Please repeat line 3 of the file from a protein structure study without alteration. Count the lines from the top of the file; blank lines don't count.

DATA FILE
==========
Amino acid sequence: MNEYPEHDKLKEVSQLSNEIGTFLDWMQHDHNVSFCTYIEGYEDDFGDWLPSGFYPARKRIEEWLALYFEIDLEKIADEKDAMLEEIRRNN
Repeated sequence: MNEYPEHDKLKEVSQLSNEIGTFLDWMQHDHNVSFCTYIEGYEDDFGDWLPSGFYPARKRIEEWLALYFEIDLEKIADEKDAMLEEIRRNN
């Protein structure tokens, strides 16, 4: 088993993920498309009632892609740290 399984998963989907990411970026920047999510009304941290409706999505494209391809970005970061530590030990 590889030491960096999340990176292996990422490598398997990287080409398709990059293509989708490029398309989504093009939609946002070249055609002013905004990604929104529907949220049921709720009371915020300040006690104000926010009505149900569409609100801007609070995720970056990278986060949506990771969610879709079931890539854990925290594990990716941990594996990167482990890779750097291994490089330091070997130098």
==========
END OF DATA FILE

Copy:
């Protein structure tokens, strides 16, 4: 088993993920498309009632892609740290 399984998963989907990411970026920047999510009304941290409706999505494209391809970005970061530590030990 590889030491960096999340990176292996990422490598398997990287080409398709990059293509989708490029398309989504093009939609946002070249055609002013905004990604929104529907949220049921709720009371915020300040006690104000926010009505149900569409609100801007609070995720970056990278986060949506990771969610879709079931890539854990925290594990990716941990594996990167482990890779750097291994490089330091070997130098």